Wednesday, March 16, 2011

New technology is fun and exciting.

Two weeks ago, at a meeting of a networking group, I learned about QR tags and Mtags - coded symbols that can be interpreted by an app on a smartphone to take you to a website. A few of us here at ZMC downloaded an Mtag app (found at and started playing with every Mtag we could find. We've put an Mtag on our new flier, a how-to guide for our newly updated website. It will be in the mail soon, or you can view the flier at Now I'm looking for tags in magazines and telling my colleagues about this technology.

At ZMC, we love new "toys" - and I use that word to mean new equipment, new products, new technology. Our newest toy is the latest Agie-Charmilles wire machine, delivered just in time for Christmas and delighting everyone in Engineering and the Tool Room by its speed, fine finish and ease of programming.

We're working on new products all the time. It helps us if you, our customers, get involved in this process by telling us about YOUR new products. We want to develop products that solve your design and manufacturing problems. We're happy to send one of our engineers out to see your issues firsthand. Just call (914-666-2911) or email us (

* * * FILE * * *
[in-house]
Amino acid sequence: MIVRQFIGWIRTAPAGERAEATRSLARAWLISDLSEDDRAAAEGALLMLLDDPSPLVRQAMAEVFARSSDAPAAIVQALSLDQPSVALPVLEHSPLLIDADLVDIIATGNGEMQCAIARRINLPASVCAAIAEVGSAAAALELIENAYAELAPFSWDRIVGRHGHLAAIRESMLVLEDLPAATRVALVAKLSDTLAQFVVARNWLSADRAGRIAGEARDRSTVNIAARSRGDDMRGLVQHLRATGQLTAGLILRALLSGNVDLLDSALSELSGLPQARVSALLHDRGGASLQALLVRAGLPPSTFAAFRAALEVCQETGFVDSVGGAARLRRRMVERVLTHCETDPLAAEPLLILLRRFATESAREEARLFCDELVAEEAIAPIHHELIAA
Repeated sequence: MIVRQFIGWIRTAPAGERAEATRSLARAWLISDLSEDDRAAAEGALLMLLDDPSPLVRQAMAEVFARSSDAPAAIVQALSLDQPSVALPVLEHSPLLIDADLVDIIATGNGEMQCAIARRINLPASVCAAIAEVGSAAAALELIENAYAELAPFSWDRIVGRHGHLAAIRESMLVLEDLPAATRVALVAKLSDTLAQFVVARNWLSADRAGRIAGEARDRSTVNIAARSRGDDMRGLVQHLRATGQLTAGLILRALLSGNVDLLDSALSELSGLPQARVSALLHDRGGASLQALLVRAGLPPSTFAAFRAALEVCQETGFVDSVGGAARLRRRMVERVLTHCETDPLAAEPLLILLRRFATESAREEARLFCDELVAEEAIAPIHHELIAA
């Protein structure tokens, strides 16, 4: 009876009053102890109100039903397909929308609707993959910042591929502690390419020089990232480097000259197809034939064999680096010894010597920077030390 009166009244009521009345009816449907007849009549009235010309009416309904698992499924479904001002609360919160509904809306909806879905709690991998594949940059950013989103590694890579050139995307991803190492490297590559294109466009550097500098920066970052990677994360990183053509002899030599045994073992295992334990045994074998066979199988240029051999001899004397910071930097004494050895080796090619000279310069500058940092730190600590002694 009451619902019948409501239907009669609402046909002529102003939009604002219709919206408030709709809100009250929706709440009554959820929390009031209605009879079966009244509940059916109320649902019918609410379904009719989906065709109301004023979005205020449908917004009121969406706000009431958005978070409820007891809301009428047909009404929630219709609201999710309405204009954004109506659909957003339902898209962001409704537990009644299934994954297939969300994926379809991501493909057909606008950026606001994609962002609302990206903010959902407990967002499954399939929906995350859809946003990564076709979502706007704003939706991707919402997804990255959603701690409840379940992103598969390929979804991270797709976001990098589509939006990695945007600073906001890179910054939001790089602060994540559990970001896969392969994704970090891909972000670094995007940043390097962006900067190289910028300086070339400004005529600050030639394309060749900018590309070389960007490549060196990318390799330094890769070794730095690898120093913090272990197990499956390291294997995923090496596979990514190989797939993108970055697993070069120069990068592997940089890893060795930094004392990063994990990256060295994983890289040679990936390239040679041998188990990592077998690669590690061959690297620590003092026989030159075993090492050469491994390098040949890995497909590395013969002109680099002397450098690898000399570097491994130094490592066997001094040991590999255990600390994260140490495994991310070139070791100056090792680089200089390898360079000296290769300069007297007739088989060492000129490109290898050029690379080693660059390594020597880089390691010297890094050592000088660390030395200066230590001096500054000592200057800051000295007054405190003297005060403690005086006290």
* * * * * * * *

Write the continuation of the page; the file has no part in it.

Thursday, October 14, 2010

PCB for Advanced Medical Instrumentation at Global SMT Expo Draws Power thru Innovative Zierick Components

Two innovative insulation piercing crimp connectors -- designed and manufactured by Zierick Manufacturing Corporation, Mt. Kisco, NY -- were recently chosen to demonstrate the best ways of assuring fast, reliable, and economical surface mount connections and terminations to printed circuit boards at the SMT Hybrid Packaging Expo 2010 held in Nuremburg, Germany.